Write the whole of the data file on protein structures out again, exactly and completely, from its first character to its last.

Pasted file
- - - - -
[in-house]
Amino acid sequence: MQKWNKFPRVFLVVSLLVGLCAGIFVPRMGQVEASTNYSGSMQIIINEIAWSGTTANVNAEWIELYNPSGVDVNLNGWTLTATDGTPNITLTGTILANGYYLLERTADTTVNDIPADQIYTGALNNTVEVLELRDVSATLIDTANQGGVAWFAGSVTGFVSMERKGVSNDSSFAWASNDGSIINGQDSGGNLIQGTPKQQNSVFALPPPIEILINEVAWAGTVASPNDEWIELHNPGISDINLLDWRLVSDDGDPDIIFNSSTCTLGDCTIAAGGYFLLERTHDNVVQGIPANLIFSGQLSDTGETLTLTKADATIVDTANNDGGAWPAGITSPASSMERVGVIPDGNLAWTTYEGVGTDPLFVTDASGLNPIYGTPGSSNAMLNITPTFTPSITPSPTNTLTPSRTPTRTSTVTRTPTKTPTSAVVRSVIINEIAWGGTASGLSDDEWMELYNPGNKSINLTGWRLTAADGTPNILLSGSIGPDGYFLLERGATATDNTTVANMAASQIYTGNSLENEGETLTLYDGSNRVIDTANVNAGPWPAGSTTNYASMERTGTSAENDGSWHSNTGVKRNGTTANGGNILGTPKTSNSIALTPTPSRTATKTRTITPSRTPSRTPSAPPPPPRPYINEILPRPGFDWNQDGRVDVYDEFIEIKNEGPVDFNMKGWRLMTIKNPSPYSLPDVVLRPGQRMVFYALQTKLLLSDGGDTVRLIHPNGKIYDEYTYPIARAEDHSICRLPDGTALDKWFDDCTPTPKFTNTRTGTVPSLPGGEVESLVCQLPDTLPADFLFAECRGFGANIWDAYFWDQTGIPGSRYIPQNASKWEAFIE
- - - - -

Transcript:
[in-house]
Amino acid sequence: MQKWNKFPRVFLVVSLLVGLCAGIFVPRMGQVEASTNYSGSMQIIINEIAWSGTTANVNAEWIELYNPSGVDVNLNGWTLTATDGTPNITLTGTILANGYYLLERTADTTVNDIPADQIYTGALNNTVEVLELRDVSATLIDTANQGGVAWFAGSVTGFVSMERKGVSNDSSFAWASNDGSIINGQDSGGNLIQGTPKQQNSVFALPPPIEILINEVAWAGTVASPNDEWIELHNPGISDINLLDWRLVSDDGDPDIIFNSSTCTLGDCTIAAGGYFLLERTHDNVVQGIPANLIFSGQLSDTGETLTLTKADATIVDTANNDGGAWPAGITSPASSMERVGVIPDGNLAWTTYEGVGTDPLFVTDASGLNPIYGTPGSSNAMLNITPTFTPSITPSPTNTLTPSRTPTRTSTVTRTPTKTPTSAVVRSVIINEIAWGGTASGLSDDEWMELYNPGNKSINLTGWRLTAADGTPNILLSGSIGPDGYFLLERGATATDNTTVANMAASQIYTGNSLENEGETLTLYDGSNRVIDTANVNAGPWPAGSTTNYASMERTGTSAENDGSWHSNTGVKRNGTTANGGNILGTPKTSNSIALTPTPSRTATKTRTITPSRTPSRTPSAPPPPPRPYINEILPRPGFDWNQDGRVDVYDEFIEIKNEGPVDFNMKGWRLMTIKNPSPYSLPDVVLRPGQRMVFYALQTKLLLSDGGDTVRLIHPNGKIYDEYTYPIARAEDHSICRLPDGTALDKWFDDCTPTPKFTNTRTGTVPSLPGGEVESLVCQLPDTLPADFLFAECRGFGANIWDAYFWDQTGIPGSRYIPQNASKWEAFIE